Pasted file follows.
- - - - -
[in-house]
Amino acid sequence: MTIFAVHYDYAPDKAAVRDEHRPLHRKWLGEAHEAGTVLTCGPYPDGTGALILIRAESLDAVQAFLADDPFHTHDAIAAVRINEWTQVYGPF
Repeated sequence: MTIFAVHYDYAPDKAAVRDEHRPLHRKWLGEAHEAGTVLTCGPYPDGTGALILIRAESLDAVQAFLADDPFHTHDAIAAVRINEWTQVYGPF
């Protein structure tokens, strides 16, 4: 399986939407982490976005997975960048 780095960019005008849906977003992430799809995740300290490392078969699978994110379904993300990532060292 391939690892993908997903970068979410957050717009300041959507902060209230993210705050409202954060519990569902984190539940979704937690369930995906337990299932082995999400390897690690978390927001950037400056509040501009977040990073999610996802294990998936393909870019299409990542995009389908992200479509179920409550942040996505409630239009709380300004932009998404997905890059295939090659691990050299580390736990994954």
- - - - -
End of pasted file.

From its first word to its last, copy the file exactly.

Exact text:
[in-house]
Amino acid sequence: MTIFAVHYDYAPDKAAVRDEHRPLHRKWLGEAHEAGTVLTCGPYPDGTGALILIRAESLDAVQAFLADDPFHTHDAIAAVRINEWTQVYGPF
Repeated sequence: MTIFAVHYDYAPDKAAVRDEHRPLHRKWLGEAHEAGTVLTCGPYPDGTGALILIRAESLDAVQAFLADDPFHTHDAIAAVRINEWTQVYGPF
């Protein structure tokens, strides 16, 4: 399986939407982490976005997975960048 780095960019005008849906977003992430799809995740300290490392078969699978994110379904993300990532060292 391939690892993908997903970068979410957050717009300041959507902060209230993210705050409202954060519990569902984190539940979704937690369930995906337990299932082995999400390897690690978390927001950037400056509040501009977040990073999610996802294990998936393909870019299409990542995009389908992200479509179920409550942040996505409630239009709380300004932009998404997905890059295939090659691990050299580390736990994954």